35. Palmer, G. (1987) Cytochrome oxidase: a perspective. Pure Appl. Chem. 59:749–758CrossRefGoogle Scholar
  36. Puustinen, A., Finel, M., Virkki, M. & Wikström, M. (1989) Cytochrome o (bo) is a proton pump in Paracoccus denitrificans and Escherichia coli. FEBS Lett. 249:163–167PubMedCrossRefGoogle Scholar
  37. Raitio, M., Tuulikki, J. & Saraste, M. (1987) Isolation and analysis of the genes for cytochrome c oxidase in Paracoccus denitrificans. EMBO J. 6:2825–2833PubMedGoogle Scholar
  38. Robillard, G.T. & Lolkema, J.S. (1988) Enzymes II of the phosphoeno/pyruvate-dependent sugar transport systems: a review of their structure and mechanism of sugar transport. Biochim. Biophys. Acta 947:493–519PubMedGoogle Scholar
  39. Salerno, J.C., Bolgiano, B. & Ingledew, W.J. (1989) Potentiometrie titration of cytochrome-bo type quinol oxidase of Escherichia coli: evidence for heme-heme and copper-heme interaction. FEBS Lett. 247:101–105PubMedCrossRefGoogle Scholar
  40. Sanger, F., Nicklen, S. & Coulson, A.R. (1977) DNA sequencing with chain terminating inhibitors. Proc. Natl. Acad. USA 74:5463–5467CrossRefGoogle Scholar
  41. Saraste, M., Raitio, M., Tuulikki, J. & Perämaa, A. (1986) A gene in Paracoccus for subunit III of cytochrome oxidase. FEBS Lett. 206:154–156PubMedCrossRefGoogle Scholar
  42. Sone, N., Yanagita, Y., Hon-Nami, K., Fukumori, Y. & Yamanaka, T. (1983) Proton-pump activity of Nitrobacter agilis and Thermus thermophilus cytochrome c oxidases. FEBS Lett 155:150–154CrossRefGoogle Scholar
  43. Sone, N., Yokoi, F., Fu, T., Ohta, S., Metso, T., Raitio, M. & Saraste, M. (1988) Nucleotide sequence of the gene coding for cytochrome oxidase subunit I from the thermophilic bacterium PS3. J. Biochem. (Tokyo) 103:606–610Google Scholar
  44. Steffens, G.J. & Buse, G. (1979) Studies on cytochrome c oxidase, IV. Primary structure and function of subunit II. Hoppe-Seyler’s Z. Physiol. Chem. 360:613–619Google Scholar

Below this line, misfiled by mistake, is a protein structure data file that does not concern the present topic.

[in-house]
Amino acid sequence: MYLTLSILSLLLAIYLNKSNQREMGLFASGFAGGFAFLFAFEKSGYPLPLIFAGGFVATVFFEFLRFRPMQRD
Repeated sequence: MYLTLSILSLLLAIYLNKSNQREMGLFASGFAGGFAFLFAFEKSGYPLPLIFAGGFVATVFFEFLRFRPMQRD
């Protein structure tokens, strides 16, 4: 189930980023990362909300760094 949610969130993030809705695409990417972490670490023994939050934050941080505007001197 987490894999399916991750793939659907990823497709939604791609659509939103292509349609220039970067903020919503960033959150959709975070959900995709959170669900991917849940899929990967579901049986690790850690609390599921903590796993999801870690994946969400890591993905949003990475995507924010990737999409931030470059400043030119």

45. Steinrücke, P., Steffens, G.C.M., Panskus, G., Buse, G. & Ludwig, B. (1987) Subunit II of cytochrome c oxidase from Paracoccus denitrificans. DNA sequence, gene expression and the protein. Eur. J. Biochem. 167:431–439PubMedCrossRefGoogle Scholar
  46. Sweet, R.M. & Eisenberg, D. (1983) Correlation of sequence hydrophobicities measures similarity in three-dimensional protein structures. J. Mol. Biol. 171:479–488PubMedCrossRefGoogle Scholar
  47. Thalenfeld, B.E. & Tzagoloff, A. (1980) Assembly of the mitochondrial membrane system. Sequence of the Oxi2 gene of yeast mitochondrial DNA. J. Biol. Chem. 255:6173–6180PubMedGoogle Scholar
  48. Wikström, M., Saraste, M. & Pentillä, T. (1985) Relationships between structure and function in cytochrome oxidase. In: Martonosi, A.M. (ed) The enzymes of biological membranes, vol. 4. Plenum, New YorkGoogle Scholar
  49. Woese, C.R. (1987) Bacterial evolution. Microbiol. Rev. 51:221–271PubMedGoogle Scholar
  50. Yoshida, T. & Fee, J.A. (1984) Studies on cytochrome c oxidase activity of the cytochrome c1aa3 complex from Thermus thermophilus. J. Biol. Chem. 529:1031–1036Google Scholar
  51. Yoshida, T., Lorence, R.M., Choc, M.G., Tarr, G.E., Findling, K.L. & Fee, J.A. (1984) Respiratory proteins from the extremely thermophilic aerobic bacterium, Thermus thermophilus. J. Biol. Chem. 259:112–123PubMedGoogle Scholar
  52. Zimmermann, B.H., Nitsche, C.I., Fee, J.A., Rusnak, F. & Münck, E. (1988) Properties of a copper-containing cytochrome ba3: a second terminal oxidase from the extreme thermophile Thermus thermophilus. Proc. Natl. Acad. Sci. USA 85:5779–5783PubMedCrossRefGoogle Scholar

Copyright information

© Springer-Verlag Berlin Heidelberg 1990

Authors and Affiliations

  • M. W. Mather
  • P. Springer
  • J. A. Fee
    • 1
  1. 1.Biochemistry Section and Stable Isotope ResourceIsotope and Structural Chemistry Group, Los Alamos National LaboratoryLos AlamosUSA

Personalised recommendations